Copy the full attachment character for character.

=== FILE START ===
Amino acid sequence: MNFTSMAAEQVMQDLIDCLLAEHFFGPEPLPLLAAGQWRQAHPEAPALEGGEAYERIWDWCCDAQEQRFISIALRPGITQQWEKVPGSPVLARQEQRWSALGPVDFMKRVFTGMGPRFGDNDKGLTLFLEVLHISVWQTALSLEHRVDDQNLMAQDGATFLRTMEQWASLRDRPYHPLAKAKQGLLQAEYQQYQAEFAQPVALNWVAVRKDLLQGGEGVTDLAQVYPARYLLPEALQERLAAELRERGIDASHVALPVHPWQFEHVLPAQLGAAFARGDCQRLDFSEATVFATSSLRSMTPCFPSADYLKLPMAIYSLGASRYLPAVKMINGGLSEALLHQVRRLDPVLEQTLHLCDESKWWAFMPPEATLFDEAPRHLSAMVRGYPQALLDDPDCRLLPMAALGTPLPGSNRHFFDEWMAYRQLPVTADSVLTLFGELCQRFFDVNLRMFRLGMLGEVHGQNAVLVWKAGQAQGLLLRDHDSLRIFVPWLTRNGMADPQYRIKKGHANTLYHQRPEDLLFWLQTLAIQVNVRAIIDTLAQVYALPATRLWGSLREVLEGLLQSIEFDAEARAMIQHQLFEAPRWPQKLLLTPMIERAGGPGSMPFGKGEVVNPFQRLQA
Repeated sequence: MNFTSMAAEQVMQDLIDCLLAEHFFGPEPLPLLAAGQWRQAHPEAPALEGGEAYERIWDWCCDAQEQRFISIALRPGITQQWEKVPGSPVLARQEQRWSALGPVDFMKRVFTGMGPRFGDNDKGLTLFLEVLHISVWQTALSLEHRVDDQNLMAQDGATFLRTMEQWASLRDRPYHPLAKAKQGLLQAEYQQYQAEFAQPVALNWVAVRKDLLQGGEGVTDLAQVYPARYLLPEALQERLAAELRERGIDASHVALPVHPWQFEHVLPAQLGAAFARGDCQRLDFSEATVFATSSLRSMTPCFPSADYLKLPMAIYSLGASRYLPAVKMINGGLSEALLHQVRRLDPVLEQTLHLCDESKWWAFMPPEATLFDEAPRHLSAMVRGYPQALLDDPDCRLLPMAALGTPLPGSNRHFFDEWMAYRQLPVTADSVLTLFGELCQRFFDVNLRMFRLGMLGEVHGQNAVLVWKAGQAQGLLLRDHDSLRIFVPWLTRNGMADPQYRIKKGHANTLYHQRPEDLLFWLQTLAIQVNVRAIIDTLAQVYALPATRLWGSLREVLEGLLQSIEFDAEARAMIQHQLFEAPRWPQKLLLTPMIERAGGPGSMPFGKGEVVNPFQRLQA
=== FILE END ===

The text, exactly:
Amino acid sequence: MNFTSMAAEQVMQDLIDCLLAEHFFGPEPLPLLAAGQWRQAHPEAPALEGGEAYERIWDWCCDAQEQRFISIALRPGITQQWEKVPGSPVLARQEQRWSALGPVDFMKRVFTGMGPRFGDNDKGLTLFLEVLHISVWQTALSLEHRVDDQNLMAQDGATFLRTMEQWASLRDRPYHPLAKAKQGLLQAEYQQYQAEFAQPVALNWVAVRKDLLQGGEGVTDLAQVYPARYLLPEALQERLAAELRERGIDASHVALPVHPWQFEHVLPAQLGAAFARGDCQRLDFSEATVFATSSLRSMTPCFPSADYLKLPMAIYSLGASRYLPAVKMINGGLSEALLHQVRRLDPVLEQTLHLCDESKWWAFMPPEATLFDEAPRHLSAMVRGYPQALLDDPDCRLLPMAALGTPLPGSNRHFFDEWMAYRQLPVTADSVLTLFGELCQRFFDVNLRMFRLGMLGEVHGQNAVLVWKAGQAQGLLLRDHDSLRIFVPWLTRNGMADPQYRIKKGHANTLYHQRPEDLLFWLQTLAIQVNVRAIIDTLAQVYALPATRLWGSLREVLEGLLQSIEFDAEARAMIQHQLFEAPRWPQKLLLTPMIERAGGPGSMPFGKGEVVNPFQRLQA
Repeated sequence: MNFTSMAAEQVMQDLIDCLLAEHFFGPEPLPLLAAGQWRQAHPEAPALEGGEAYERIWDWCCDAQEQRFISIALRPGITQQWEKVPGSPVLARQEQRWSALGPVDFMKRVFTGMGPRFGDNDKGLTLFLEVLHISVWQTALSLEHRVDDQNLMAQDGATFLRTMEQWASLRDRPYHPLAKAKQGLLQAEYQQYQAEFAQPVALNWVAVRKDLLQGGEGVTDLAQVYPARYLLPEALQERLAAELRERGIDASHVALPVHPWQFEHVLPAQLGAAFARGDCQRLDFSEATVFATSSLRSMTPCFPSADYLKLPMAIYSLGASRYLPAVKMINGGLSEALLHQVRRLDPVLEQTLHLCDESKWWAFMPPEATLFDEAPRHLSAMVRGYPQALLDDPDCRLLPMAALGTPLPGSNRHFFDEWMAYRQLPVTADSVLTLFGELCQRFFDVNLRMFRLGMLGEVHGQNAVLVWKAGQAQGLLLRDHDSLRIFVPWLTRNGMADPQYRIKKGHANTLYHQRPEDLLFWLQTLAIQVNVRAIIDTLAQVYALPATRLWGSLREVLEGLLQSIEFDAEARAMIQHQLFEAPRWPQKLLLTPMIERAGGPGSMPFGKGEVVNPFQRLQA